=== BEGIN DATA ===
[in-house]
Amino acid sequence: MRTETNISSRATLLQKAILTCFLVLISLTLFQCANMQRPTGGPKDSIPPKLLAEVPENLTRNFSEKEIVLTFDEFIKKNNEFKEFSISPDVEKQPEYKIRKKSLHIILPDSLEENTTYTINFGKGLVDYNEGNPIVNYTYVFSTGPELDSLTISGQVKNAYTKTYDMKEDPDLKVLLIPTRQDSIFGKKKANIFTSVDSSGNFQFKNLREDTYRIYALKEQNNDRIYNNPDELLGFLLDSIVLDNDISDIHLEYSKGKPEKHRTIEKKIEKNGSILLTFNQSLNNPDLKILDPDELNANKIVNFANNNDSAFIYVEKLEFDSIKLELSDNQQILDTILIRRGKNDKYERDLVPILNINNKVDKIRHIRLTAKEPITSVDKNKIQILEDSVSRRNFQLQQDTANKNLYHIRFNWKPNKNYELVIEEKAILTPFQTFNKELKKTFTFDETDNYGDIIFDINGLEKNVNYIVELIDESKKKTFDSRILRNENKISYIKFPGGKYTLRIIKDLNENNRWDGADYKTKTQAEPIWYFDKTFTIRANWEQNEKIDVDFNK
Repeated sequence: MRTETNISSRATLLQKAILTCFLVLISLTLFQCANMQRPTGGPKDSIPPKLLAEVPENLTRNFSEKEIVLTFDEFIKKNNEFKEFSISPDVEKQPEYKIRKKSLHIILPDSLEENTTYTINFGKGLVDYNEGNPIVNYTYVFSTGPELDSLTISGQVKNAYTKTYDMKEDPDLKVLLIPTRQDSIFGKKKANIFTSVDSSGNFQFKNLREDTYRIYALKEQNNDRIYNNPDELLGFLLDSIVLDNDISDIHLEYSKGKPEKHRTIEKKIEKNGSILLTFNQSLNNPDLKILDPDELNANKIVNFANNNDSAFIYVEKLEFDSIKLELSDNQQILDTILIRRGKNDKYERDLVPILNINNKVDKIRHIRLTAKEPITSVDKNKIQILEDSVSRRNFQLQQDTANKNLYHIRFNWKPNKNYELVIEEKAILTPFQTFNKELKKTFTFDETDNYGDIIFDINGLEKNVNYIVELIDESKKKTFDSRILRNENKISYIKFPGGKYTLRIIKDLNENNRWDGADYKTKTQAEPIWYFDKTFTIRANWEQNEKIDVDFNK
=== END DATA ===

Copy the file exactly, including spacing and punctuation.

[in-house]
Amino acid sequence: MRTETNISSRATLLQKAILTCFLVLISLTLFQCANMQRPTGGPKDSIPPKLLAEVPENLTRNFSEKEIVLTFDEFIKKNNEFKEFSISPDVEKQPEYKIRKKSLHIILPDSLEENTTYTINFGKGLVDYNEGNPIVNYTYVFSTGPELDSLTISGQVKNAYTKTYDMKEDPDLKVLLIPTRQDSIFGKKKANIFTSVDSSGNFQFKNLREDTYRIYALKEQNNDRIYNNPDELLGFLLDSIVLDNDISDIHLEYSKGKPEKHRTIEKKIEKNGSILLTFNQSLNNPDLKILDPDELNANKIVNFANNNDSAFIYVEKLEFDSIKLELSDNQQILDTILIRRGKNDKYERDLVPILNINNKVDKIRHIRLTAKEPITSVDKNKIQILEDSVSRRNFQLQQDTANKNLYHIRFNWKPNKNYELVIEEKAILTPFQTFNKELKKTFTFDETDNYGDIIFDINGLEKNVNYIVELIDESKKKTFDSRILRNENKISYIKFPGGKYTLRIIKDLNENNRWDGADYKTKTQAEPIWYFDKTFTIRANWEQNEKIDVDFNK
Repeated sequence: MRTETNISSRATLLQKAILTCFLVLISLTLFQCANMQRPTGGPKDSIPPKLLAEVPENLTRNFSEKEIVLTFDEFIKKNNEFKEFSISPDVEKQPEYKIRKKSLHIILPDSLEENTTYTINFGKGLVDYNEGNPIVNYTYVFSTGPELDSLTISGQVKNAYTKTYDMKEDPDLKVLLIPTRQDSIFGKKKANIFTSVDSSGNFQFKNLREDTYRIYALKEQNNDRIYNNPDELLGFLLDSIVLDNDISDIHLEYSKGKPEKHRTIEKKIEKNGSILLTFNQSLNNPDLKILDPDELNANKIVNFANNNDSAFIYVEKLEFDSIKLELSDNQQILDTILIRRGKNDKYERDLVPILNINNKVDKIRHIRLTAKEPITSVDKNKIQILEDSVSRRNFQLQQDTANKNLYHIRFNWKPNKNYELVIEEKAILTPFQTFNKELKKTFTFDETDNYGDIIFDINGLEKNVNYIVELIDESKKKTFDSRILRNENKISYIKFPGGKYTLRIIKDLNENNRWDGADYKTKTQAEPIWYFDKTFTIRANWEQNEKIDVDFNK